Seven million people are on the brink of starvation due to the conflict. The health care system has collapsed. The conflict is worsening and becoming sectarian. The Houthis can no longer deny receiving backing from Iran, which they have been trying to conceal since 2004.
It is difficult to deliver humanitarian aid, especially in areas under Houthi control, not only due to airstrikes, but because of Houthi denial of access to aid convoys, and provocations by local community leaders. A Russian humanitarian convoy recently faced such a provocation while distributing aid in the Darawan camp for internally displaced Yemenis, forcing it to stop its work. Such cases are common and lead to the continuation of people’s suffering.
Attempts at constructive dialogue have failed as the Houthis and pro-Saleh forces have violated agreements and cease-fires. But a cease-fire is urgently needed, at least to allow humanitarian convoys to reach those in need, and at best to launch a political process and implement a UN roadmap.
The insurgents are becoming global troublemakers, recently planting underwater mines in Bab Al-Mandab, thus threatening the security of navigation in one of the most important waterways.
The situation is aggravated by Al-Qaeda and other terrorist groups. Yemen is bombed not only by coalition forces but also by the US, which has been striking terrorist positions in Yemen since the mid-2000s, inflicting civilian casualties. Coalition airstrikes are undoubtedly causing severe civilian losses, as in any similar situation.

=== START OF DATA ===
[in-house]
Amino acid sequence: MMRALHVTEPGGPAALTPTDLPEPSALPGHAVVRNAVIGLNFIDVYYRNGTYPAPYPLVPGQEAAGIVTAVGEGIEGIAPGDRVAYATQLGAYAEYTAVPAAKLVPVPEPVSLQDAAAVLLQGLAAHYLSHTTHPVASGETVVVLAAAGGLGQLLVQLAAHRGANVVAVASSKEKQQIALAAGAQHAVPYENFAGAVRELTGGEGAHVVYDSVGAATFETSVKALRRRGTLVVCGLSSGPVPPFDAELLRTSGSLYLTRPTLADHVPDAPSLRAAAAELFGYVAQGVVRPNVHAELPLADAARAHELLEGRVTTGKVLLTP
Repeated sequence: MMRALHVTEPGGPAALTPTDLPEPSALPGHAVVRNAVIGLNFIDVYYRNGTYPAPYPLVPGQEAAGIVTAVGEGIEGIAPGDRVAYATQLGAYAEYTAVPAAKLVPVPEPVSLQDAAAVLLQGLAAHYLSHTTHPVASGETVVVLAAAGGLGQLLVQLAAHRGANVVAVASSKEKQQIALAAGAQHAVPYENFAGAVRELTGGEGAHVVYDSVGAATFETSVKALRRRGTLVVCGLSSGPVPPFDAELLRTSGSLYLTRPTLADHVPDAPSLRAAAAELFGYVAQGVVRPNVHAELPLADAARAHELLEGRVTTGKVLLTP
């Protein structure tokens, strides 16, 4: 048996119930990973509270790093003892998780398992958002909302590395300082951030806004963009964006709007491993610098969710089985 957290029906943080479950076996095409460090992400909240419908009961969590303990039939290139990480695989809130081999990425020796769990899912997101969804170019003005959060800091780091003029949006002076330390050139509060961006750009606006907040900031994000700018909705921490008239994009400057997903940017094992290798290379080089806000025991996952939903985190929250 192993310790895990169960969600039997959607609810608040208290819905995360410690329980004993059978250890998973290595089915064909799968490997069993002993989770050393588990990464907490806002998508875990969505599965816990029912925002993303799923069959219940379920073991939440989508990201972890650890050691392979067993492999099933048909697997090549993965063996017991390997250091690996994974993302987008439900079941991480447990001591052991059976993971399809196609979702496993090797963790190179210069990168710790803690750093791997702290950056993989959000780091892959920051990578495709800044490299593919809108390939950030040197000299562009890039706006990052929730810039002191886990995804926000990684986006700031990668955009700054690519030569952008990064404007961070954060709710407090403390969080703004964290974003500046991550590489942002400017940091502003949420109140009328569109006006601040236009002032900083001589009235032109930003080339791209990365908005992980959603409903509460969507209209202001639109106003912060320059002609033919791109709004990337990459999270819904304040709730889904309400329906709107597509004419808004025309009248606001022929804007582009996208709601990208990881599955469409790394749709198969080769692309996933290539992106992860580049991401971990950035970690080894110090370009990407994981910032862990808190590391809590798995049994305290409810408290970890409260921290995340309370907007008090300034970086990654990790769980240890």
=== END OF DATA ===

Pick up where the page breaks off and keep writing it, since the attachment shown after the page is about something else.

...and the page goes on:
Peace must prevail soon, not in the name of politics but for civilians. The coalition and its international supporters, as well as the legitimate President Hadi and forces loyal to him, are eager to work on a political solution and an inclusive government. But the international community does not have sufficient influence over the Houthis, whose actions belie the innocent image they are trying to portray. They are first to be blamed for civilian suffering.
Their slogan “death to America, death to Israel, a curse on the Jews and victory to Islam” hardly correlates with the image of an oppressed people fighting for democracy and equal rights. The slogan is reminiscent of something heard all too often in Iran.
Continuing violence and sectarianism are creating regional instability and a breeding ground for extremist groups and terrorism. A roadmap to settle the conflict exists. The hardest question remains how to make all sides speak with each other. They have to demonstrate a high level of responsibility for the fate of their own compatriots, who have become hostages, and put aside politics to work on building a common fate.
The work of government institutes that are trying to function despite the conflict shows the high potential of Yemenis to overcome the crisis. The international community should take an active part in the peace process.
• Maria Dubovikova is a prominent political commentator, researcher and expert on Middle East affairs. She is president of the Moscow-based International Middle Eastern Studies Club (IMESClub). She can be reached on Twitter: @politblogme.